St. Louis Union Station History

Today, the St. Louis Union Station, also known as SLUS, is no longer serving dozens of passenger trains headed east and west. It is however one of the largest in our country, built during an era when the nation was expanding rapidly westward. The building was beautifully restored and is now used as an entertainment and shopping location with museums (including an operational model railroad), plays, and restaurants. There are also tours (and even a hotel) available.

The station was built in the mid-1890s. It served its original purpose until 1978 when Amtrak’s last long-distance passenger train left its magnificent train shed. MetroLink, the city’s light rail transit service, continues to serve the station directly below the subway tunnel train shed.

The shed has been transformed into an outdoor entertainment area with an aquarium, a mall, and an outdoor eating area. It was a remarkable transformation. View of St. Louis Union Station in November 1977, shortly before Amtrak left the station. .

A Brief History of St. Louis Union Station

St. Louis was “The Gateway To The West” in the latter ten years of the 19th Century, as it was located at the confluence of the Mississippi and Missouri rivers. Just over 20 years ago, the Transcontinental Railroad was completed. New lines are still being constructed across the Frontier. Several eastern and western trunk lines or future subsidiaries also terminated in the city, such as:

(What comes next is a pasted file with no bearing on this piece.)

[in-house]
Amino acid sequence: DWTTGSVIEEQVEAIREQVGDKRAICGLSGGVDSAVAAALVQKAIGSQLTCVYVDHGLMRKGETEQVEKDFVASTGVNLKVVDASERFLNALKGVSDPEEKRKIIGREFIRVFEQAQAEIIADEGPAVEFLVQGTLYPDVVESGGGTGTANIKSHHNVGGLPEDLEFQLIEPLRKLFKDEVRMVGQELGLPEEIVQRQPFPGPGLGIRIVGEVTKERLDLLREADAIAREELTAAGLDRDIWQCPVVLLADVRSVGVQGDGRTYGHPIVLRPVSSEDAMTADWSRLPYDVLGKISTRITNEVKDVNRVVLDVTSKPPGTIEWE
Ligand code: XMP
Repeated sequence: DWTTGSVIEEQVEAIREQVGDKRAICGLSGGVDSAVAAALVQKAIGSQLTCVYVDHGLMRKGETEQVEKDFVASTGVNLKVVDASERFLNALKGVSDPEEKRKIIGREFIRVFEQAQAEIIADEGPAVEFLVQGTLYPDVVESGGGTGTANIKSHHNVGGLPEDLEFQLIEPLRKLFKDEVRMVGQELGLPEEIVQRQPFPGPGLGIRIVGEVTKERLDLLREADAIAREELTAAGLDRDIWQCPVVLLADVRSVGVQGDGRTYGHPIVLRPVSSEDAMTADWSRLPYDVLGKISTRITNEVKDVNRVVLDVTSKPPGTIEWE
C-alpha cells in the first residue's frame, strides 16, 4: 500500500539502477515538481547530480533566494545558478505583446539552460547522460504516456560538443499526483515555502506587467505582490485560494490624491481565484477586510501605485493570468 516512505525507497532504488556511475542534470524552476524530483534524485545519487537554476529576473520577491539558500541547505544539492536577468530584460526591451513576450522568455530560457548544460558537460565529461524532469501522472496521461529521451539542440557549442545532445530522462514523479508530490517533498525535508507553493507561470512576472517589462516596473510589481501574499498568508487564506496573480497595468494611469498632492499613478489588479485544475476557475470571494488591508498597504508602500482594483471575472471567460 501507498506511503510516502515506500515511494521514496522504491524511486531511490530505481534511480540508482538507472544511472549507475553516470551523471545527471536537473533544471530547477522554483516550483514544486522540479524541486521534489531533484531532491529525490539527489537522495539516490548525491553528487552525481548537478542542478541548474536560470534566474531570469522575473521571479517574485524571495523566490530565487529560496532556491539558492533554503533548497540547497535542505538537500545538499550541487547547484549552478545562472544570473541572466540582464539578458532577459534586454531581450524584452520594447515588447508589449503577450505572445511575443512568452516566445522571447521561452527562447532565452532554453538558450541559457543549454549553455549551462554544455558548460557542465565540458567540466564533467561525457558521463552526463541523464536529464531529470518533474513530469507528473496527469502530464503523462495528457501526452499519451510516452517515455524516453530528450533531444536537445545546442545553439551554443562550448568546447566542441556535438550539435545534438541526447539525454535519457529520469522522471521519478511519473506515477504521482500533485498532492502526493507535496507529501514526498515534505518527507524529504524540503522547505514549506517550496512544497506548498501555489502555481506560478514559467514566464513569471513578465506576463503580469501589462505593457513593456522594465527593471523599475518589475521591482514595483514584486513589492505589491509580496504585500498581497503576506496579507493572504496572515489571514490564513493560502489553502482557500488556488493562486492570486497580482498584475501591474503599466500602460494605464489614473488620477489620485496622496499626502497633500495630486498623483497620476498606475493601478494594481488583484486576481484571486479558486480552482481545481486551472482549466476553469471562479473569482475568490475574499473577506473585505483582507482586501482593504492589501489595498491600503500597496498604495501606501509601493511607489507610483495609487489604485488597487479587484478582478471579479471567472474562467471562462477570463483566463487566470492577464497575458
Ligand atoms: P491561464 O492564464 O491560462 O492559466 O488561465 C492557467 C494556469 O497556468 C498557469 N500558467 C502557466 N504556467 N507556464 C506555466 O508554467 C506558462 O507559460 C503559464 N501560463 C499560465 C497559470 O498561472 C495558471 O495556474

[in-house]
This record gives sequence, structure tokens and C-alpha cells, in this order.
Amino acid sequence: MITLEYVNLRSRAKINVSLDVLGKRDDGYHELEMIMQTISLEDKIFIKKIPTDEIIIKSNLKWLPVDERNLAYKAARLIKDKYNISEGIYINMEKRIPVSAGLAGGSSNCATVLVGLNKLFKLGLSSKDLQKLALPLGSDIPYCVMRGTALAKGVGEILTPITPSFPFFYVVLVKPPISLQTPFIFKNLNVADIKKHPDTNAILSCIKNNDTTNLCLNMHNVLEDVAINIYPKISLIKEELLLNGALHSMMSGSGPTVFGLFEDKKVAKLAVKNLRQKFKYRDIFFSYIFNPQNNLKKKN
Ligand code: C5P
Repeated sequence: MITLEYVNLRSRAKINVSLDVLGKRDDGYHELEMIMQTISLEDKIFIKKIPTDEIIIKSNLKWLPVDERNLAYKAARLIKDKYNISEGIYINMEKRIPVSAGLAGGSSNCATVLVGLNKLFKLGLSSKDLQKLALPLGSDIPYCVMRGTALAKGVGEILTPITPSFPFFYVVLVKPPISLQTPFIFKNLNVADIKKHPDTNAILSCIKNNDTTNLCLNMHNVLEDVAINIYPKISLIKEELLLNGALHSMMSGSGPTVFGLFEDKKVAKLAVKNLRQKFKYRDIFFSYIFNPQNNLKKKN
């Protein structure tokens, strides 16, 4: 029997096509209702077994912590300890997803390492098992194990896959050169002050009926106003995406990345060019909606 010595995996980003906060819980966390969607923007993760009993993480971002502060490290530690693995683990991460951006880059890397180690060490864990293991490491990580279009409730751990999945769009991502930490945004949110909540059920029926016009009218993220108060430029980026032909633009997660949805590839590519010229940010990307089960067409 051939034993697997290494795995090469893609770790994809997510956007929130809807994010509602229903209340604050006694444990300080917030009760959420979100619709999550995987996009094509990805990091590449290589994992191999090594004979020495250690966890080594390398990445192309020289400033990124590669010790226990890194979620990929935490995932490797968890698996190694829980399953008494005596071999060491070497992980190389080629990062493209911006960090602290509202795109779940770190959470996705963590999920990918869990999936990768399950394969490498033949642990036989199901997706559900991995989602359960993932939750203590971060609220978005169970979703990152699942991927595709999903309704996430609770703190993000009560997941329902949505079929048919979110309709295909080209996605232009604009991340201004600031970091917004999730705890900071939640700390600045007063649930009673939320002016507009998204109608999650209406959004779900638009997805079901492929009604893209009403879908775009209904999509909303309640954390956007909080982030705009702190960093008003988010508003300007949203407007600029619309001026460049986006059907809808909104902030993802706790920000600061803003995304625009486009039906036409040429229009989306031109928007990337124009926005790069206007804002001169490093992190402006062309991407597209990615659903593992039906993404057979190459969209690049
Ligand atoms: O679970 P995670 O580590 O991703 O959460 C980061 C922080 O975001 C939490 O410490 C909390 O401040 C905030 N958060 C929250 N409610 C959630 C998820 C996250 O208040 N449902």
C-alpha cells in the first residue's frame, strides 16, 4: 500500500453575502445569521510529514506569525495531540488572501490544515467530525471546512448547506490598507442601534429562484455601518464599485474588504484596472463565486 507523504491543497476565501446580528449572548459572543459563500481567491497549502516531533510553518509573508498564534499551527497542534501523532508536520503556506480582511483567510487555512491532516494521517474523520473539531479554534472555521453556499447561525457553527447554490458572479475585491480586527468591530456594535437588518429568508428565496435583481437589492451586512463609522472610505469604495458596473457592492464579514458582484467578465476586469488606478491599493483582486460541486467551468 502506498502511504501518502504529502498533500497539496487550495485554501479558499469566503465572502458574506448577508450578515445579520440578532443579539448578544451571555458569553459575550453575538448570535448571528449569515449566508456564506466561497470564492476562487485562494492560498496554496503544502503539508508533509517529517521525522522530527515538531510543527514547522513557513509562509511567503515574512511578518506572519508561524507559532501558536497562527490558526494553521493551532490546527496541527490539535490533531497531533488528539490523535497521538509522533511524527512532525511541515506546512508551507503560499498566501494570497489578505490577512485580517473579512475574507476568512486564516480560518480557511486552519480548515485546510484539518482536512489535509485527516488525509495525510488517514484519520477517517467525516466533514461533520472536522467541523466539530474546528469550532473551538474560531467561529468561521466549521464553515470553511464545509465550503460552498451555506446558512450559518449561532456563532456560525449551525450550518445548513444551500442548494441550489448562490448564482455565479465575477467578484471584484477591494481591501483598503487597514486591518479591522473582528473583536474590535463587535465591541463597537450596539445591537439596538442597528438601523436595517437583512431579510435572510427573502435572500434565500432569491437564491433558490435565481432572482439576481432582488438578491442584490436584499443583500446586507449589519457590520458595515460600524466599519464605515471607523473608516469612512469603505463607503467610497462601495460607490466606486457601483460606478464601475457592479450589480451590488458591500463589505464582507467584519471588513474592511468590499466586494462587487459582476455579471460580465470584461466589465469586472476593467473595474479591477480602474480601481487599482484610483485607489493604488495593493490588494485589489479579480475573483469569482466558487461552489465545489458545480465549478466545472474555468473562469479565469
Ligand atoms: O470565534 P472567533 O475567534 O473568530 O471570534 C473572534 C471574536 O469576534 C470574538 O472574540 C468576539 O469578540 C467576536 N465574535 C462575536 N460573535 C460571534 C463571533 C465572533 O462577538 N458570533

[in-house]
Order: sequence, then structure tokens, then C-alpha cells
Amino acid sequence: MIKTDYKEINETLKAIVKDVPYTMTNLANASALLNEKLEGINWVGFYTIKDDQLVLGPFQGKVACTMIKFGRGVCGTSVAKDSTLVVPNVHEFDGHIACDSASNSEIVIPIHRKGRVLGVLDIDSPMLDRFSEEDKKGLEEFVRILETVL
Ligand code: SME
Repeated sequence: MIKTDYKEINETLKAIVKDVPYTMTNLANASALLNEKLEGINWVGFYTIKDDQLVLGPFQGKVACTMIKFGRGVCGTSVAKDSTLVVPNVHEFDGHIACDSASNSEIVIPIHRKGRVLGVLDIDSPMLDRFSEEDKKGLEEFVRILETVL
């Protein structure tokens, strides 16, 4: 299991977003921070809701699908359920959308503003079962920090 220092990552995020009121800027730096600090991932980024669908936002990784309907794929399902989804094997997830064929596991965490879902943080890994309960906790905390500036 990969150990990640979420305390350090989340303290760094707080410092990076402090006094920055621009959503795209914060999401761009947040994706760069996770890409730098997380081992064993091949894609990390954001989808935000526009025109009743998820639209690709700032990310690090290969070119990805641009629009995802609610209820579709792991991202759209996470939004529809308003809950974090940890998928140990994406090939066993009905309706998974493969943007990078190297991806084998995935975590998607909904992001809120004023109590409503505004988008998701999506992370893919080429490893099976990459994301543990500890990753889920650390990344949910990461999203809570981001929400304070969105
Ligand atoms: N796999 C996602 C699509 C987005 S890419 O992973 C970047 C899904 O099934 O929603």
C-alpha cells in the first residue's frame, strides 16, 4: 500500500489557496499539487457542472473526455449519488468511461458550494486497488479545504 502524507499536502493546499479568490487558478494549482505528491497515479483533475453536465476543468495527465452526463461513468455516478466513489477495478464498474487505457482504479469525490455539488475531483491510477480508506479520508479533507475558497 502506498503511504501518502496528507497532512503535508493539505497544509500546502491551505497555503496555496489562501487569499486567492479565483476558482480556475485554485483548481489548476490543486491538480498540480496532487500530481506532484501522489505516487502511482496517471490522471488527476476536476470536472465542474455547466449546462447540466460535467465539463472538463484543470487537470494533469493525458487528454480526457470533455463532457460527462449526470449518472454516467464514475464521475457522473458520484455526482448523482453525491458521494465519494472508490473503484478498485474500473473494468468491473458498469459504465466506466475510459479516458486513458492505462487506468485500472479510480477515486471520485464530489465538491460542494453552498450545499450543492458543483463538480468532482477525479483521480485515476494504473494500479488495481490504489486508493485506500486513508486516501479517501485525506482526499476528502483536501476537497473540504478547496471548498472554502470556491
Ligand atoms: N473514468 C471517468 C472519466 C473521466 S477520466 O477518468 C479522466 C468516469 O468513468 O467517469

Iron Mountain & Southern (Missouri Pacific).


Ohio & Mississippi (Baltimore & Ohio)

Louisville & Nashville

The “Big Four” (Cleveland, Cincinnati, Chicago, and St. Louis) are controlled by the New York Central

St. Louis-San Francisco Railway (Frisco)

Missouri-Kansas-Texas (Katy)

New York, Chicago & St. Louis (Nickel Plate Road).


After the Civil War, St. Louis grew to become the fourth-largest metropolitan area in the country, after New York City, Philadelphia, and Chicago. Missouri Pacific’s train #11, “Colorado Eagle,” is waiting to depart Union Station. Gulf, Mobile & Ohio E7A #2102 has train #4, the “The Limited,” which will also depart on April 17, 1963. Its gateway status, which allowed many westbound settlers to pass through the city, was a major factor in its growth. St. Louis was aware of its importance and wanted a station that would combine several terminals used throughout the city. It launched a global design competition, inviting proposals from architects across the United States and Europe. Link & Cameron was chosen as the winner.